Kenya’s pupils show importance of hand-washing and saving elephants with song, dance

St. Elizabeth Primary School from Nairobi gave their rivals a thorough cleaning to emerge the winners of the hotly contested hand-washing category.



Their song ‘Ziba Ufa’ was not only entertaining but also educative on the benefits to be derived from washing hands properly.

They urged Kenyans not to take hand-washing for granted, emphasising that it is the best way to avoid contracting life-threatening diseases such as diarrhoea, amoeba, eye infections, among others.

“Kuziba kuzuri kuliko kujenga ukuta (A stitch in time saves nine),” they sung.

The category, which was sponsored by Unilever’s Lifebuoy, included Vohovole Primary School, Chilulu Primary, St Lwanga Njoro, Crossroads Primary Mombasa, St Peter’s Boys and Saba Saba Primary from Murang’a.

In another category where teams  composed songs aimed at promoting local tourism, Lugala Primary School from Western showed they had what it takes to save the elephants from the dreaded ivory trade in their piece ‘Fahari Yetu’ (our pride) composed by Basil Muyonga.

They beat their arch-rivals Itumbu Primary, Mavavani Primary and Shimo La Tewa Schools.

Lugala’s song opened beautifully with fast-paced beats of the African drum, symbolising Kenya’s identity and natural heritage.

The song enumerated the many benefits that Kenya and the world accrue from conservation of wildlife. This category was sponsored by the Kenya Tourist Board.

Lugala also went ahead to beat St Elizabeth and win the ‘Wings to Fly’ music category, which was sponsored by Equity Bank.


On a day that looked bright for this Western Kenya school, they sang in support of bright Kenyan students who are in dire straits and cannot pay their school fess.

In the song, they explore the plight of a girl who is orphaned but very talented in school. Although she does not have funds to proceed to high school, a good Samaritan comes along and pays her fees, changing her life for the better.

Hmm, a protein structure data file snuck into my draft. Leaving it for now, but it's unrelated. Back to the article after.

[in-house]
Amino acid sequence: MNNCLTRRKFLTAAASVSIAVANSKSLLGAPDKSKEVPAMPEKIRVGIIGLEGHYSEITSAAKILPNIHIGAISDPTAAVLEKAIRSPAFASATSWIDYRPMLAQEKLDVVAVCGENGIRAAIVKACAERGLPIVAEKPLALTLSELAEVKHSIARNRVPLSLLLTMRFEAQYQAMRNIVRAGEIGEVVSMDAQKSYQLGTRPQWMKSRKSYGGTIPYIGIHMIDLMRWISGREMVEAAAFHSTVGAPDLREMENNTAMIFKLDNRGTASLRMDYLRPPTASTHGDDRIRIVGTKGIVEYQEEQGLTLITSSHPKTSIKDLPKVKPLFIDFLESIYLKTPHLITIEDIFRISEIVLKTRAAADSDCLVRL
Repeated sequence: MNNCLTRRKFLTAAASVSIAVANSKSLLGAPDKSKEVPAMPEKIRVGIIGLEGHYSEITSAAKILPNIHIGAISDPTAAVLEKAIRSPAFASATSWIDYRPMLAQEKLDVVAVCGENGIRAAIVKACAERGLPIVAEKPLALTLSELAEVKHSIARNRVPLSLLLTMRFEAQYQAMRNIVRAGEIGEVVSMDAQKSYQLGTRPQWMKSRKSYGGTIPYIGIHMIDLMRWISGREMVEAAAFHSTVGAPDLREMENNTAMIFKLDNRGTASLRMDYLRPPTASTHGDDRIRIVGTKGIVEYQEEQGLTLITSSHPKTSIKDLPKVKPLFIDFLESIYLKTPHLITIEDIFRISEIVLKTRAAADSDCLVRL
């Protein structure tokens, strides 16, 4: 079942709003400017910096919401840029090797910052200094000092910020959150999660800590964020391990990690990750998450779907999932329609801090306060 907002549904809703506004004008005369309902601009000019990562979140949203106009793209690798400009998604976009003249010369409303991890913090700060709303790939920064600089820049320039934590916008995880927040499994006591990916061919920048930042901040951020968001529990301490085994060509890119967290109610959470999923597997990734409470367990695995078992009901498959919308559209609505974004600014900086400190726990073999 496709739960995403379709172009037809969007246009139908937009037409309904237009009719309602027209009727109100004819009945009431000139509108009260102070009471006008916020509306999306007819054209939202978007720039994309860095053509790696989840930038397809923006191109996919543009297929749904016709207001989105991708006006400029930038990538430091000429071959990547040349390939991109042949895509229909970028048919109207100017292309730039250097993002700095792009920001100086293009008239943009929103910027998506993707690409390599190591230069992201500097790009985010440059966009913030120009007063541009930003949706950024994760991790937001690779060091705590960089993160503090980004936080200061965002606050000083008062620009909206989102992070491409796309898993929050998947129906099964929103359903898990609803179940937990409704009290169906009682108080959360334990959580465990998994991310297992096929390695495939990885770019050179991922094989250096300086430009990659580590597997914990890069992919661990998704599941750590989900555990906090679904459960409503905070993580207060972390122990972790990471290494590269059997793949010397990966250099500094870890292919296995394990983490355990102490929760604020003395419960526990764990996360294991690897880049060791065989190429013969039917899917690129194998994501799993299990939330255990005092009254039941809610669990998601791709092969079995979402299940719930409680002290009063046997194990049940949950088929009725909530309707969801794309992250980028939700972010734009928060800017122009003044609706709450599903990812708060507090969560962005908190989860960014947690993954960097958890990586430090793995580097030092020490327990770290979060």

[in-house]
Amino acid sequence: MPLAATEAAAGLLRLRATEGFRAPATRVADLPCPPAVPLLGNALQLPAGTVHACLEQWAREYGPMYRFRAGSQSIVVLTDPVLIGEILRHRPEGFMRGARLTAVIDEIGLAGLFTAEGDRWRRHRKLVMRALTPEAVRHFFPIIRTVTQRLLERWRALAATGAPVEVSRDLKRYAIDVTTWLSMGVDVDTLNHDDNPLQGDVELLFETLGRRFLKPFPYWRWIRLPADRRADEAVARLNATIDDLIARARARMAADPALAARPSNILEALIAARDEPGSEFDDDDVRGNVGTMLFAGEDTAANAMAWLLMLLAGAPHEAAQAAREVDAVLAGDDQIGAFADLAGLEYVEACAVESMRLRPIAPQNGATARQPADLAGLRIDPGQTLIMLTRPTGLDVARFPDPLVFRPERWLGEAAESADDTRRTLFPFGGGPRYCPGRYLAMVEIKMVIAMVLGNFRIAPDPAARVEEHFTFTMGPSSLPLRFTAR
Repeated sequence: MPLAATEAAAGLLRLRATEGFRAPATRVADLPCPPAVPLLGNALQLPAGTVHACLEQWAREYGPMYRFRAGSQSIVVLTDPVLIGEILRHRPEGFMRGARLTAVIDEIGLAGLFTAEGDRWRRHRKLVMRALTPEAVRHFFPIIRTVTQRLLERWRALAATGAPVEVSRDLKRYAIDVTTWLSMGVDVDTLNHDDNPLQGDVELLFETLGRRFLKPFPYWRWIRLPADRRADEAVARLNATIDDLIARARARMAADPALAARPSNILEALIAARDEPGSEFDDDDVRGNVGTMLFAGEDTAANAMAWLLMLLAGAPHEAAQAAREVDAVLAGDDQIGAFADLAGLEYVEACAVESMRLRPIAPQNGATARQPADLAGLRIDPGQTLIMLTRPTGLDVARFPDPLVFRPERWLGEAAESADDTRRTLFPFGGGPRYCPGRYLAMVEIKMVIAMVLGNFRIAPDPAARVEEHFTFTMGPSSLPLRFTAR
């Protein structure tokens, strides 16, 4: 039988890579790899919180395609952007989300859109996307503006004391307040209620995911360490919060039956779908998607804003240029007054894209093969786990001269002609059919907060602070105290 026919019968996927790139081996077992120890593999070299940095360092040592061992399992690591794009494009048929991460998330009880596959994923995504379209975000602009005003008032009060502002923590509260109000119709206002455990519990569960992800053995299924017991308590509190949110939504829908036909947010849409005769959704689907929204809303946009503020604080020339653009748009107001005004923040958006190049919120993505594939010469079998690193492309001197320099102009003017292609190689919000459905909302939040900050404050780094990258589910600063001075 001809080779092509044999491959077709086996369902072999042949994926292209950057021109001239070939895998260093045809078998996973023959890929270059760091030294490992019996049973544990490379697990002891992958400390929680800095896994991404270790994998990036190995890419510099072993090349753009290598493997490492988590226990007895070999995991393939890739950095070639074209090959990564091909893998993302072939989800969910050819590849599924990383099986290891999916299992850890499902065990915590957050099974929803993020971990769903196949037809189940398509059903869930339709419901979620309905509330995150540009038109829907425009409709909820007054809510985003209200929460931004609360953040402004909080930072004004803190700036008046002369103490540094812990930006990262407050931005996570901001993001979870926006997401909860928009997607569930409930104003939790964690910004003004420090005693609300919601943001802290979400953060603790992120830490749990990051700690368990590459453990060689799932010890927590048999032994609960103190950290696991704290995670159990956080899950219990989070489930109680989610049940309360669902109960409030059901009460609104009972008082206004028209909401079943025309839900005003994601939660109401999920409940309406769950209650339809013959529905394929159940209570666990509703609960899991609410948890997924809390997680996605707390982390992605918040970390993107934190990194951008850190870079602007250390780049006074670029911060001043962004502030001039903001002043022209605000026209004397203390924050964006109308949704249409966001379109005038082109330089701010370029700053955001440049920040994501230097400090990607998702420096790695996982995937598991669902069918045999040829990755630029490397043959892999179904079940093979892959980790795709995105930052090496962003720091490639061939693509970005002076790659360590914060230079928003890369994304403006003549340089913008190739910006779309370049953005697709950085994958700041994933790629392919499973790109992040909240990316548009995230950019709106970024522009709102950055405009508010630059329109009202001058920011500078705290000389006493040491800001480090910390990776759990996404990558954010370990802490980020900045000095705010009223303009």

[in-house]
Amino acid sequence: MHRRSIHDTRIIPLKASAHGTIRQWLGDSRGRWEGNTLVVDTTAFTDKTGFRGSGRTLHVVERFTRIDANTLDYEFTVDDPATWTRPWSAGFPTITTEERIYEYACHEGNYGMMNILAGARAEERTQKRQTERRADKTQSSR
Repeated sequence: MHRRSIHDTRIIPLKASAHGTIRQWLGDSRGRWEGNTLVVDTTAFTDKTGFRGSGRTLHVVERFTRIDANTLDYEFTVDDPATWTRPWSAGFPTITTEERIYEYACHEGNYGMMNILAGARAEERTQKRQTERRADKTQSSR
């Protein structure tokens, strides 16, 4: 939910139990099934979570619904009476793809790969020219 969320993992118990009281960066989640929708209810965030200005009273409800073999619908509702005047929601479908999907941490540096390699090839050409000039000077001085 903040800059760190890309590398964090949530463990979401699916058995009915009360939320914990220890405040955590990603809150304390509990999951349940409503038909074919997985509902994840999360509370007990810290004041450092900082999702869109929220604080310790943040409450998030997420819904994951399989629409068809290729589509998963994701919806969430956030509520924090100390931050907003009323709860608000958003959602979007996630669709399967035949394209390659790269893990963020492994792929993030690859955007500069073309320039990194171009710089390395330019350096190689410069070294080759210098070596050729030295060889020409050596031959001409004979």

Earlier, the audience was entertained by beautiful renditions of African folk songs from Maasai, Samburu, Njemps, Rendile and Taveta.

Ole Sankale Primary form Nakuru was graceful with their Moran song in praise of wildlife.

Their song employed a unique technique where they  blended female and male voices in an overlapping fashion.

Ilkeekonyokie Primary from Narok came in with a song to celebrate a successful cultural ceremony. A horn was used to give the effect of an elephant trumpeting against the backdrop of lions roaring in the open Savannah grasslands.

Musicologist Nicholas Ole Moipei observed that standards had improved greatly among schools from the Maa region.

St Benedicts Primary School from Kisumu and Sacred Heart Primary from Mombasa were also in a class of their own – that of participating in a culture foreign to their own and aptly fitting the theme of enhancing unity and diversity through this festival, now in its 87th year.


Maasai elder Jackson Koisada, was pleased by the fact that the young ones had been given an opportunity to showcase what they know about their cultures.

But Susan Ntiaput, 55, was not amused by what she called “dilution of what I used to do when I was younger.”

The day also saw teams perform verses sponsored by the anti-drugs agency Nacada, among them Esibale Primary from Bungoma, St Sinai Academy and Peleleza Primary from Mombasa, Bishop Njuguna from the Aberdares and Winners Spring Boarding Academy from Busia.

Akiba Primary School from Kangemi, Nairobi gave a paradoxical presentation on the new laptop project in schools. In their verse, ‘Tarakilishi’, Class One beneficiaries had a hard time as their envious older schoolmates were unhappy for not getting the computers.

Watoto wadogo wanataka, ilhali watoto wakubwa wanataka,” (The older ones want (the computers) as much as the younger ones).

By GEORGE ORIDO, The Standard

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